CHICAGO -- Big Telecom Event -- AT&T has been public with its bold proclamation that it will virtualize and software-control 75% of its network by 2020, transforming a total of 200 network functions. And, according to the man helping to lead the charge, it's well on the way to virtualizing the first 5% this year alone.
Keynoting here at BTE Tuesday, Andre Fuetsch, AT&T Inc. (NYSE: T)'s senior vice president of architecture and design, touched on three of the functions the company has already virtualized of the 10 it will complete in 2015. (See BTE 2015: 5 Qs for AT&T's Andre Fuetsch and AT&T Touts SDN Push, Seeks Talent.)
Those functions include its virtualized evolved packet core, which Fuetsch said AT&T already has customers and traffic running on, and its SDN-controlled Network On-Demand service (now serving 100 cities), which lets businesses change Ethernet network services and speeds on the fly. AT&T also offers mobile call recording as a fully virtualized service that Fuetsch said has seen good traction with banks and brokerage houses. (See SDN Powers AT&T's Rapid On-Demand Expansion and AT&T's Cloud Future Takes Shape.)
The Domain Name Service (DNS), network analytics, data platforms and edge routers are all also on AT&T's short-term virtualization agenda.
According to Fuetsch, the list of 200 functions AT&T is planning to virtualize doesn't include legacy technology like TDM voice, frame or ATM. AT&T is focusing on those functions with longevity in the network, covering a wide spectrum from customer premise equipment to the optical long-haul network to the mobile packet core and universal service platform. This year, he said, AT&T is laying the foundational building blocks for virtualization, but it plans to really ramp up in 2016. (See AT&T Seeks Help on Culture Change Issues.)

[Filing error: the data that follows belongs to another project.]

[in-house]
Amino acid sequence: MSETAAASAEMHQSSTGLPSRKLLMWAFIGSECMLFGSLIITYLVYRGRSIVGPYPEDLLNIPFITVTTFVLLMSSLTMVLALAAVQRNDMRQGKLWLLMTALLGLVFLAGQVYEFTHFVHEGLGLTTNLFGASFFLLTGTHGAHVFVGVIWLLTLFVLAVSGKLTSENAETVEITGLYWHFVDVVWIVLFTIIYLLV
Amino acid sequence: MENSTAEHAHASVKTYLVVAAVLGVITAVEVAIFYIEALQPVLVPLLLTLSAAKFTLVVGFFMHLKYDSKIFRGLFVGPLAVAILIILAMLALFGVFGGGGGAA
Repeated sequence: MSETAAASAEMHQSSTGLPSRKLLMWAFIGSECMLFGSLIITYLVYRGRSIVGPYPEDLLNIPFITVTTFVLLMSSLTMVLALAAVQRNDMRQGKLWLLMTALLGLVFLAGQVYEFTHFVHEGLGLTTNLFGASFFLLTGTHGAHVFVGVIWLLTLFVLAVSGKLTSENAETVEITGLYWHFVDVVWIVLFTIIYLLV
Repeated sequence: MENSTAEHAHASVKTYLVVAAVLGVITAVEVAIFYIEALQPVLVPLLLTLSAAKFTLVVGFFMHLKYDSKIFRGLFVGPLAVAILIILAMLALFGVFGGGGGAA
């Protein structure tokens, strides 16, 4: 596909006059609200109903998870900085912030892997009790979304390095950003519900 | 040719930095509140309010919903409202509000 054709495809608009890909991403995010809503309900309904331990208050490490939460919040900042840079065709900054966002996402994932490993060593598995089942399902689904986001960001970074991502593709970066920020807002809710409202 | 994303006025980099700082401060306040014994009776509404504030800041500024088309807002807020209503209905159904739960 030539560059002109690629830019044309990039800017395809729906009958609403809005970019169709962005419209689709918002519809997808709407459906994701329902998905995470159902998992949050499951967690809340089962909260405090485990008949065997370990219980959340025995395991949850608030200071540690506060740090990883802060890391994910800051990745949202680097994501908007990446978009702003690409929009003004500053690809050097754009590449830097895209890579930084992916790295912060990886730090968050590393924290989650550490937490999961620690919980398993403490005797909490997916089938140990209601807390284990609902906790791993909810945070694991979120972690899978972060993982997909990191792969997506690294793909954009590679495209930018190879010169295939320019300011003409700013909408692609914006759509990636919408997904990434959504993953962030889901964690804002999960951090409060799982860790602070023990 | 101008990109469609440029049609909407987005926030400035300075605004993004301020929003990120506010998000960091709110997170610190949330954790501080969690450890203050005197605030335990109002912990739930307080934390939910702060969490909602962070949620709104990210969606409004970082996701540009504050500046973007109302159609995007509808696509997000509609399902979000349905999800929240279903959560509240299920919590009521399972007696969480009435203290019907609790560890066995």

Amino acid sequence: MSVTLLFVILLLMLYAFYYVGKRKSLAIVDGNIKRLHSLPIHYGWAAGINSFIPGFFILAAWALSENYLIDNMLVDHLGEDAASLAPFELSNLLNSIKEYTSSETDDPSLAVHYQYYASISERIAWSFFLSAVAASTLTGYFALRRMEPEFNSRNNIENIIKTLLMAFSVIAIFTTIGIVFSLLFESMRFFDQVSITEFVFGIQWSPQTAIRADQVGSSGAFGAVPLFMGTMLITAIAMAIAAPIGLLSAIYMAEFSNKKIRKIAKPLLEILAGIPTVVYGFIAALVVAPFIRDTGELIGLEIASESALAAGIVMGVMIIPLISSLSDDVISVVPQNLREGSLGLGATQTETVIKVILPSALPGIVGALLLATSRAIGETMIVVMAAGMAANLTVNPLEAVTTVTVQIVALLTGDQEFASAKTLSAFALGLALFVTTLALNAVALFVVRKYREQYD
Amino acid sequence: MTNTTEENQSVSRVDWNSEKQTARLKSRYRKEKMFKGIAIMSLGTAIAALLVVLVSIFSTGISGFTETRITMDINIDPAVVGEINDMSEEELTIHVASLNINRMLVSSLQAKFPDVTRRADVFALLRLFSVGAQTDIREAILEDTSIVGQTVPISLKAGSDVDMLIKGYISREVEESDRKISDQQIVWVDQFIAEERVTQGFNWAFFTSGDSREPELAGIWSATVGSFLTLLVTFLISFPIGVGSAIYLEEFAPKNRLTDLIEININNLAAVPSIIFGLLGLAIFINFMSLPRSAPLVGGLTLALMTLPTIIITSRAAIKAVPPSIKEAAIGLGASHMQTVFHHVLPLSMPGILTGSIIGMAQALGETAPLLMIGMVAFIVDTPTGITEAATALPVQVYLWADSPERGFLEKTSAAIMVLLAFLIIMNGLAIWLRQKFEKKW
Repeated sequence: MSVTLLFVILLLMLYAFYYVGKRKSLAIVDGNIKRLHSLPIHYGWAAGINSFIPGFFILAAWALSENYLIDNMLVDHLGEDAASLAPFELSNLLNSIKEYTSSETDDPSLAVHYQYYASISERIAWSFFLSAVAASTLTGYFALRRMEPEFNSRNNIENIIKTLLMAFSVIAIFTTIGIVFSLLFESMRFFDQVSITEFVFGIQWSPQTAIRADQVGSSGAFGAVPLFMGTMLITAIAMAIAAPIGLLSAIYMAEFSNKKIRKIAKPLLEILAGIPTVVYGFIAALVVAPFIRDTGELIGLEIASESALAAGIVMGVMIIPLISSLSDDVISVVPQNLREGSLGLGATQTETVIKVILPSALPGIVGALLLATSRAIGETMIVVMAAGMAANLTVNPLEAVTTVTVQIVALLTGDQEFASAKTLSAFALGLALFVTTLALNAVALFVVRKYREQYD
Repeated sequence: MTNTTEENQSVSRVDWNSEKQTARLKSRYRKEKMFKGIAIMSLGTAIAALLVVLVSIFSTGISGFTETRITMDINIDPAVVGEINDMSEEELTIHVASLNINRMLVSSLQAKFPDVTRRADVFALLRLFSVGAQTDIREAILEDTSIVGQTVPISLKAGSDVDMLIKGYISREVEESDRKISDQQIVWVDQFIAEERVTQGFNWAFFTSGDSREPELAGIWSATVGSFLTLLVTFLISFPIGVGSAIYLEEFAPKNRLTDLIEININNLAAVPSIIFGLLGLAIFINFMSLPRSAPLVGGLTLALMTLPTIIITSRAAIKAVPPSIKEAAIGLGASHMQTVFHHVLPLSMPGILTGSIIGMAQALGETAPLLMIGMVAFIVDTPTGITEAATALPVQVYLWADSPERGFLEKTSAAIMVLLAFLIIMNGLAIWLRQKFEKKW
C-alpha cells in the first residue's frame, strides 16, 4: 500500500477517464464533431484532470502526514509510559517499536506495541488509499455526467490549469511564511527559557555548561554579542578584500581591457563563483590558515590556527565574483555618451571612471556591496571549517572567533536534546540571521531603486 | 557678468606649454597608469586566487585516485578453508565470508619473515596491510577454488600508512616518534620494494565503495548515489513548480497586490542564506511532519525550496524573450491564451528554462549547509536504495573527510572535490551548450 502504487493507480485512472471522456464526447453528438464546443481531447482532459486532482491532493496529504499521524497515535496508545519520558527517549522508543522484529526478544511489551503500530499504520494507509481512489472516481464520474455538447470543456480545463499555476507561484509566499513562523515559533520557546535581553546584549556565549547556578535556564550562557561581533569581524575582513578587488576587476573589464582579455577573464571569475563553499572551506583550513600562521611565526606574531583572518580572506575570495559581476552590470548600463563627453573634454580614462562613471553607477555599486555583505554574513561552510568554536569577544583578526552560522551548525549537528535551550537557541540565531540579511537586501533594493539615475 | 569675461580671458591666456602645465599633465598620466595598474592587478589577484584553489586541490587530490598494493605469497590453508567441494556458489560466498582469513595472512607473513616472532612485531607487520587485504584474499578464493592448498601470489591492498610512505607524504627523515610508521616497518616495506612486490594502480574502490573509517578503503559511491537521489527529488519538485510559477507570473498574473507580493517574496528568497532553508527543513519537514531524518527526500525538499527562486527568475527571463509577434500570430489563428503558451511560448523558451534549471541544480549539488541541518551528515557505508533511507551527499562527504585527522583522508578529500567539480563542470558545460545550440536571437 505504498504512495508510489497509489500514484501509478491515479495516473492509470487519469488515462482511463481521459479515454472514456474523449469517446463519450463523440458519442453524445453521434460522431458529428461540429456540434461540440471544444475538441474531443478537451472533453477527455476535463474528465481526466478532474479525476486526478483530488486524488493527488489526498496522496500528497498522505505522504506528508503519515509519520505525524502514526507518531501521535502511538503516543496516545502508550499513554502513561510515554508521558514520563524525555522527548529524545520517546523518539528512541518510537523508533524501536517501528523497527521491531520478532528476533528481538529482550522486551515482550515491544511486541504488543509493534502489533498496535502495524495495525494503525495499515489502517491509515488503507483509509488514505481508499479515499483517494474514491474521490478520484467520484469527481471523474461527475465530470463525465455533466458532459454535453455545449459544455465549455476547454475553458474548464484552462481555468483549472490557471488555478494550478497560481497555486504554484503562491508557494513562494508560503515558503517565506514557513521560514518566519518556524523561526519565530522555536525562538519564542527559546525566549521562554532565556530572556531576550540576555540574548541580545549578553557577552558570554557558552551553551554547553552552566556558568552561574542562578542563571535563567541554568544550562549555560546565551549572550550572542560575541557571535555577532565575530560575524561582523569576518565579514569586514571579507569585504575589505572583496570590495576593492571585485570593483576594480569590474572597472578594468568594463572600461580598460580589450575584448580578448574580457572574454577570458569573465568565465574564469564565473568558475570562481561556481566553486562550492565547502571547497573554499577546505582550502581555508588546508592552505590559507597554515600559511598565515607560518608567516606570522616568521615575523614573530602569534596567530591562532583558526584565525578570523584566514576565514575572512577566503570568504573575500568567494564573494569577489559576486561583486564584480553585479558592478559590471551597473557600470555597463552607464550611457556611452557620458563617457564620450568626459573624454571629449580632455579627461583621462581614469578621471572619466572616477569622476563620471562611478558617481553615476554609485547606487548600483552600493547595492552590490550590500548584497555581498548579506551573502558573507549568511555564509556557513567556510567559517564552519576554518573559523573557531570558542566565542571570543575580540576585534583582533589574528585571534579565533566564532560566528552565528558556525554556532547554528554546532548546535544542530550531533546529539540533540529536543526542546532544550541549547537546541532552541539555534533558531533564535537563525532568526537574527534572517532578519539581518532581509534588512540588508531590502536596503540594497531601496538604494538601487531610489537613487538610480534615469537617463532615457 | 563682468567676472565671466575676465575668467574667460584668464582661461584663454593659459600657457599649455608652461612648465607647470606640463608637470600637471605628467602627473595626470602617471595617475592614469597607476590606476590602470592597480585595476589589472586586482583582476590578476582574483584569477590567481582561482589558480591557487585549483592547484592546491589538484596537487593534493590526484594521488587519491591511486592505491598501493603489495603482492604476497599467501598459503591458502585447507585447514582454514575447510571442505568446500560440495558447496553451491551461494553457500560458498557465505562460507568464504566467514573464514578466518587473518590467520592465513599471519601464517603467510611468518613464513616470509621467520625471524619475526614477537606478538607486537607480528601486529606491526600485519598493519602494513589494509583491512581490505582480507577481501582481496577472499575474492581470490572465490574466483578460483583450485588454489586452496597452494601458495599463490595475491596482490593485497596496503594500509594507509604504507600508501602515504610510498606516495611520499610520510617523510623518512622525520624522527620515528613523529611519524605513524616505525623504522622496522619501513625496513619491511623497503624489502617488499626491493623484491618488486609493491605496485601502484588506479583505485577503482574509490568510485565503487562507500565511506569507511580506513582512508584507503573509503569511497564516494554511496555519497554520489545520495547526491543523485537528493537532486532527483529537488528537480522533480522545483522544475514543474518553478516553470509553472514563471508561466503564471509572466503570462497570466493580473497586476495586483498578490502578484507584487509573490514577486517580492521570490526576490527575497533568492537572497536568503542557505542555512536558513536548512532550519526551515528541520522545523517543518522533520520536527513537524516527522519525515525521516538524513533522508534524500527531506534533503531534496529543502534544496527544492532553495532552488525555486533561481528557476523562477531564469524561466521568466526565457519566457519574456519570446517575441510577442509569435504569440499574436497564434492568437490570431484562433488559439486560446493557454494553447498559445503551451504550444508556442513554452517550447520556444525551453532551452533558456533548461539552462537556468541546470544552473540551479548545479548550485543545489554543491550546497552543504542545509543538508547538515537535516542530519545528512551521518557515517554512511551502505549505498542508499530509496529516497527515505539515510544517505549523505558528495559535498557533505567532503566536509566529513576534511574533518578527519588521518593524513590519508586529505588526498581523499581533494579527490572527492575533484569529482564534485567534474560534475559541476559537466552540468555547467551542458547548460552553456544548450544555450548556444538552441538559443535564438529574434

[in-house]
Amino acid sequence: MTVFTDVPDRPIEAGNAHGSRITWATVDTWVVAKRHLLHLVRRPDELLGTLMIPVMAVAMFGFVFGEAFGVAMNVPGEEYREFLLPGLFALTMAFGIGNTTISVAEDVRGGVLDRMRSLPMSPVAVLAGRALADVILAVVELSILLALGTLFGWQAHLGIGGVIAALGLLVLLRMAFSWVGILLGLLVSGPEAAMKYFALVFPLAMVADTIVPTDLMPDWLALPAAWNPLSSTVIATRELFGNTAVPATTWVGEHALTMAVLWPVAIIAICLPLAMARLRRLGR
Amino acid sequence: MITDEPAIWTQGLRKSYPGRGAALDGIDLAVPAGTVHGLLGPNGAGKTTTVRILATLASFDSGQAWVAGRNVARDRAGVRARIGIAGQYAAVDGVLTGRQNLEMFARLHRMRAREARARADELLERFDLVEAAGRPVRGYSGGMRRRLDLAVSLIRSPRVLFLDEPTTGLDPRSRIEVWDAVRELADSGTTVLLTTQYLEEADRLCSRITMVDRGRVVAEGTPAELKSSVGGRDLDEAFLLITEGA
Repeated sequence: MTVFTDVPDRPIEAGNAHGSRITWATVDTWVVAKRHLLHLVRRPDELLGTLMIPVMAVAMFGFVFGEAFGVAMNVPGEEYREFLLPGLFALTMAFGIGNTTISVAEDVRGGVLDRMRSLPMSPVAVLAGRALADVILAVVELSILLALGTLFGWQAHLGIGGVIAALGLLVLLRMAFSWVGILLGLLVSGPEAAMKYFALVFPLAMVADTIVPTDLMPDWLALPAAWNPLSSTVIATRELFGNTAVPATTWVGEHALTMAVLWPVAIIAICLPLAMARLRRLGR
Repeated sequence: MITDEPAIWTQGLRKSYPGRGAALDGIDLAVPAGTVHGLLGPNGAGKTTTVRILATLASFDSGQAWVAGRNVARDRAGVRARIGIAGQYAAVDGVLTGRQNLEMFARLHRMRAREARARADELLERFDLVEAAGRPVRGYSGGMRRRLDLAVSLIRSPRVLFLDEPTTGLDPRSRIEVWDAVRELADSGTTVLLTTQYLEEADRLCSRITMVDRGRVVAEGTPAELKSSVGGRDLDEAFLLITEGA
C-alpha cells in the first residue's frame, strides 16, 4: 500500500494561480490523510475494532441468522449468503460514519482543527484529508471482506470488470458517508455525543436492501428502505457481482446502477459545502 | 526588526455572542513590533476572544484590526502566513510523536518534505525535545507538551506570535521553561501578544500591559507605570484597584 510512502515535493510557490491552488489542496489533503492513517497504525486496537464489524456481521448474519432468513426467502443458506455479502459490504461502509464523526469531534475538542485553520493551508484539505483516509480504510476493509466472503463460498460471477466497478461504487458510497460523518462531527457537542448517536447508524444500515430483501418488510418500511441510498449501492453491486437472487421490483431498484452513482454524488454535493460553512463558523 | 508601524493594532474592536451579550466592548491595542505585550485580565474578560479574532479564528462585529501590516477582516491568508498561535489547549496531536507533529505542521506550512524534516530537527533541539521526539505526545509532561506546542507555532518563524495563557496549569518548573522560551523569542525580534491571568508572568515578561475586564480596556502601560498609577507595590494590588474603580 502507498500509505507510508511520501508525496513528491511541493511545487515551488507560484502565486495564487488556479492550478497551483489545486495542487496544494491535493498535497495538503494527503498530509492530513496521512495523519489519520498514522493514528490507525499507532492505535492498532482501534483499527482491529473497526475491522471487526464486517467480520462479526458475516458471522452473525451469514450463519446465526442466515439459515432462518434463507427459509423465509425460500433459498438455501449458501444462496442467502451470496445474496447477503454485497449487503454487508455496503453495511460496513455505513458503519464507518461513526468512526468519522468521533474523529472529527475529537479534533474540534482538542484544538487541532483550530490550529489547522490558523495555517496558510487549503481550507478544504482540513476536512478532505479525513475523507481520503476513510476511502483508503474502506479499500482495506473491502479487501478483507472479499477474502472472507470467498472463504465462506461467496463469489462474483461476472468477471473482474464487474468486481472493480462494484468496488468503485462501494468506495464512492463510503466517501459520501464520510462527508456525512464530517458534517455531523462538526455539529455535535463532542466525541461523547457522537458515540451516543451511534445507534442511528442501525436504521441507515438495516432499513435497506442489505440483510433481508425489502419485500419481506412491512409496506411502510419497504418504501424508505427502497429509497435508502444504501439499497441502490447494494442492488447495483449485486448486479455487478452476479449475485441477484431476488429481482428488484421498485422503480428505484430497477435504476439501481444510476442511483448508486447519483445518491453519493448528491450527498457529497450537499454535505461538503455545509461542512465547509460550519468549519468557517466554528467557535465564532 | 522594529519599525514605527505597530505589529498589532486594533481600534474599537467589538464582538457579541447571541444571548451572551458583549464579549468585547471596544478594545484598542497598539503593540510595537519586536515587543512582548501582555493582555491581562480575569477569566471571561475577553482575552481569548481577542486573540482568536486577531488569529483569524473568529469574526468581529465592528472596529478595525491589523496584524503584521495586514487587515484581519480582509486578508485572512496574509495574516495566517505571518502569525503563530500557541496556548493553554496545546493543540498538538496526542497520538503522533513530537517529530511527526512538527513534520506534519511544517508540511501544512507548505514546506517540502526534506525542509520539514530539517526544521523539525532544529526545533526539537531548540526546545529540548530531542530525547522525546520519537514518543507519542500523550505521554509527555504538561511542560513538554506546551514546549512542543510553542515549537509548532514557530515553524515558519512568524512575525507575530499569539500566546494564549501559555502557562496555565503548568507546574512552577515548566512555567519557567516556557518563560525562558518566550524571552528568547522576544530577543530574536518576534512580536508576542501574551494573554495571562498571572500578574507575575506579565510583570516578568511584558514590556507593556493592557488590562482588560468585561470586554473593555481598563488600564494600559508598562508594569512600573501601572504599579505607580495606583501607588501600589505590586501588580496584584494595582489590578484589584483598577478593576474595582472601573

AT&T measures each function in three ways: What is the ability to virtualize it? What is the ability to control it with SDN? To what degree can the function be plugged into the company's existing operational management framework? There is no binary answer to any of the three, but all are important, Fuetsch noted, especially the third, which lets AT&T take advantage of automation in terms of how the functions are on-boarded, decommissioned, reused, controlled and operated.
Importantly, all of the network workloads run on AT&T's Integrated Cloud, which Fuetsch called the common cloud layer with the right reliability and security to run not only network workloads, but also enterprise workloads at the best cost points possible. This, he said, has been the key to AT&T's leadership in virtualization amongst its tier-one network operator competitors. (See AT&T Reveals Audacious SDN Plans.)
"The technology is moving, evolving and maturing," Fuetsch said. "There will be bumps along the way, but we're all in. We have over 2,000 engineers committed to the program to make it work."
— Sarah Thomas, , Editorial Operations Director, Light Reading